Latitude, Longitude: 33.176346,-83.769253 

Those who may have information that might be relevant to the National Transportation Safety Board (NTSB) investigation may contact them by email, and any friends and family who want to contact investigators about the accident should email You can also call the NTSB Response Operations Center at 844-373-9922 or 202-314-6290.

Aaron McCarter
Investigator In Charge 
National Transportation Safety Board

Carson McElheney
December 12, 1980 ~ September 15, 2021 (age 40)

Carson McElheney entered into eternal rest on September 15, 2021.  

Born on December 12, 1980, a lifelong resident of Atlanta, Carson was the epitome of the distinguished Southern gentleman; he exhibited refinement, strength, and honor in all that he did and with everyone he encountered.  Carson was a loving husband, devoted father, son, brother, uncle, and friend, who had a true passion for nature and appreciated the beauty of God’s earth. His love for the outdoors and his tenacious work ethic were inspired by his grandfather.

Carson was a passionate and skilled hunter, which he incorporated into his life’s work of landscape architecture. As the founder and principal of Carson McElheney Landscape Architecture, he built a successful business that brought his vision of preserving classical, natural landscapes to fruition. Carson established himself as one of the leading minds in landscape architecture, not only in Atlanta but nationally as well, as evidenced by his work being honored with two Philip T. Shutze awards, the highest recognition in architecture.  

Carson was especially drawn to the beauty of Sweetwater Farm, the beloved family farm in Thomson, Georgia, that was also the childhood home of his wife, Susan Joy.  Carson and his family spent nearly every weekend and each summer at Sweetwater, enjoying the unique beauty of its rolling hills and taking comfort in the peace those surroundings brought them.  It was here Carson instilled in his children an affinity for the elegance of nature, an enduring appreciation of its boundless grandeur, and an intrinsic understanding as to the importance of its preservation. This legacy, like the beauty of the work that he created, is alive, and will live on forever.

Carson was a graduate of Woodward Academy and the University of Georgia.  He was a member of the Piedmont Driving Club and attended The Cathedral of St. Philip.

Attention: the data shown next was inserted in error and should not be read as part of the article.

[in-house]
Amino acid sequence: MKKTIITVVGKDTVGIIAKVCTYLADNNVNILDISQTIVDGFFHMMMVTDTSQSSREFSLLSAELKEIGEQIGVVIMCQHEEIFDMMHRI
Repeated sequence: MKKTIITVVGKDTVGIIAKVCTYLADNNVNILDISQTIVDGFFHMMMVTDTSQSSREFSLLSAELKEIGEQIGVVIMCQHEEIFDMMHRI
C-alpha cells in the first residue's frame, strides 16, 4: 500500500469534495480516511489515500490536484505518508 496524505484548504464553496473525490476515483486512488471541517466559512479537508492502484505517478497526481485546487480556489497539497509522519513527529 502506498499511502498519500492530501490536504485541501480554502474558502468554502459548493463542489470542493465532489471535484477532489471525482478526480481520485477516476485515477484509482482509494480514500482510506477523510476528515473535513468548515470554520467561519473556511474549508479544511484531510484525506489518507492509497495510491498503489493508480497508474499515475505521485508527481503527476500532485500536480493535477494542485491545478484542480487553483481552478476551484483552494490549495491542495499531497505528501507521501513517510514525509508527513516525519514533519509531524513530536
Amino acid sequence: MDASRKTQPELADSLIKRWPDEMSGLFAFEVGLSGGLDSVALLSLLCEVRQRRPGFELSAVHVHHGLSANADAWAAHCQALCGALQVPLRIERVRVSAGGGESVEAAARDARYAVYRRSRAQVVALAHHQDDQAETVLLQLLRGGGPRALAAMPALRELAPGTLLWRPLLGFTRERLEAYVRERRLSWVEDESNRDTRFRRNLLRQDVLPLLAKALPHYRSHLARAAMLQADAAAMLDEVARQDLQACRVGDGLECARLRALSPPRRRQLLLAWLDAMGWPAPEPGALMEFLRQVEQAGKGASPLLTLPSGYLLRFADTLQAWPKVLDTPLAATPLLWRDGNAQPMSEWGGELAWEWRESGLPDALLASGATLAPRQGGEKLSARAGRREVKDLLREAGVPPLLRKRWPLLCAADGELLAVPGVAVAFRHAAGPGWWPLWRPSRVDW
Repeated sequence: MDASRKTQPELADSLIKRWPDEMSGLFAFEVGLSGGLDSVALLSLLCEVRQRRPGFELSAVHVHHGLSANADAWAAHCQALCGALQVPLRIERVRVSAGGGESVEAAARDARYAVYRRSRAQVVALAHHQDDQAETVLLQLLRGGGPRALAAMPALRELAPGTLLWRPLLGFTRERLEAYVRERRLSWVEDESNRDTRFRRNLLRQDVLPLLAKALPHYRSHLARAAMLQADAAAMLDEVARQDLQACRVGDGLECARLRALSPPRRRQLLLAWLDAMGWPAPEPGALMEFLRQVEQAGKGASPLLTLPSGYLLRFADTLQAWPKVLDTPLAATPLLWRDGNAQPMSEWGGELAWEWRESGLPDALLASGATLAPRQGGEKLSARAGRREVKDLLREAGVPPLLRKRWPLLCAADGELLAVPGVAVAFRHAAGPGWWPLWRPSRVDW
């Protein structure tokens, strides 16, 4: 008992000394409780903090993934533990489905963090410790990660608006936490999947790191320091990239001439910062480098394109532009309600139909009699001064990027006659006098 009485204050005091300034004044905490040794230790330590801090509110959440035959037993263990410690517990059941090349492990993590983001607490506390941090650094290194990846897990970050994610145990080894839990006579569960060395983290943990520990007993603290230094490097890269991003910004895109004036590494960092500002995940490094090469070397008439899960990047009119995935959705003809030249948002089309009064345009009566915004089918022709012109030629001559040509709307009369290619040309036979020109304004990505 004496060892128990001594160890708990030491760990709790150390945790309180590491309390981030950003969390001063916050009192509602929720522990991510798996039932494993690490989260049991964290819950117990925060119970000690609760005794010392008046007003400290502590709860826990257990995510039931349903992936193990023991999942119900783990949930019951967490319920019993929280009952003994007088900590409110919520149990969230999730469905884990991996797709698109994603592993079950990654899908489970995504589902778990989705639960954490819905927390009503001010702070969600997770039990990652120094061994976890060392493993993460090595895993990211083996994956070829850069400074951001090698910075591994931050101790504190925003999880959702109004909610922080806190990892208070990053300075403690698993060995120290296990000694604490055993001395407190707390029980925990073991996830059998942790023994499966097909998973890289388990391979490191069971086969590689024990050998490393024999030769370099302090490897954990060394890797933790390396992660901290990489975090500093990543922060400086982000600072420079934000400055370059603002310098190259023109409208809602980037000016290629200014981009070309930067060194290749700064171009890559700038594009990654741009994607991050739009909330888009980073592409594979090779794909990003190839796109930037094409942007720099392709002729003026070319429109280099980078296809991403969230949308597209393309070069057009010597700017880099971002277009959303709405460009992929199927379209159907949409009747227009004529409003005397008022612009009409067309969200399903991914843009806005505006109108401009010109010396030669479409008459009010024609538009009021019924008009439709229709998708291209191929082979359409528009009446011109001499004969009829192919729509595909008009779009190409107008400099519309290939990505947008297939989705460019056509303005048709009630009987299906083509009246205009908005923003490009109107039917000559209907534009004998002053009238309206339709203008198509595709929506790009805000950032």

There was nothing more important to Carson than his family.  He is survived by his loving wife, Susan Joy Dallas McElheney; his daughter, Mary Brooks McElheney, his son, Carson McElheney; father, Terrell McEleheny and mother, Carol McElheney; sister, Claire McElheney; several nieces and nephews, and countless friends.  Carson was preceded in death by his grandfathers and grandmother, Doug McElheney and Helen and Hall Goode.

A service in his honor will be held on Saturday, September 25, 2021 at 4:00 pm at Sweetwater Farm in Thomson, Georgia.  There will be no visitation prior to the service.

In lieu of flowers, memorials can be made to the Institute of Classical Architecture & Art – Southeast Chapter; 575 Pharr Road NE #12124; Atlanta, GA 30355 (404-348-3244); Belle Meade Hunt Foundation; P.O. Box 60; Thomson, GA 30824; or the Wrightsboro Quaker Community Foundation Inc.; P.O. Box 1816; Thomson, GA 30824.

Please visit to sign the family’s personal guestbook.  Beggs Funeral Home, Thomson, Georgia is honored to serve the family of Carson McElheney.

Charles Ogilvie

Charles Ogilvie, 46, died Wednesday, September 15 in a tragic aviation accident. Born in San Francisco, California, Charles attended University High School and then St. Mark's School, earned his bachelor's degree from University of Southern California, and earned his master's degree from USC's Marshall School of Business. Charles had two early passions -- one was for a burgeoning economy in the Asia Pacific Region and the other was for aviation. Following business school, he worked for start-up airline Virgin America, where he designed all of the in-flight entertainment systems. After meeting his wife, they moved to Asia where he worked for Panasonic in their in-flight department. After almost a decade abroad, they returned to the States where Charles took a position as a resident entrepreneur at Wunderman Thompson in Atlanta.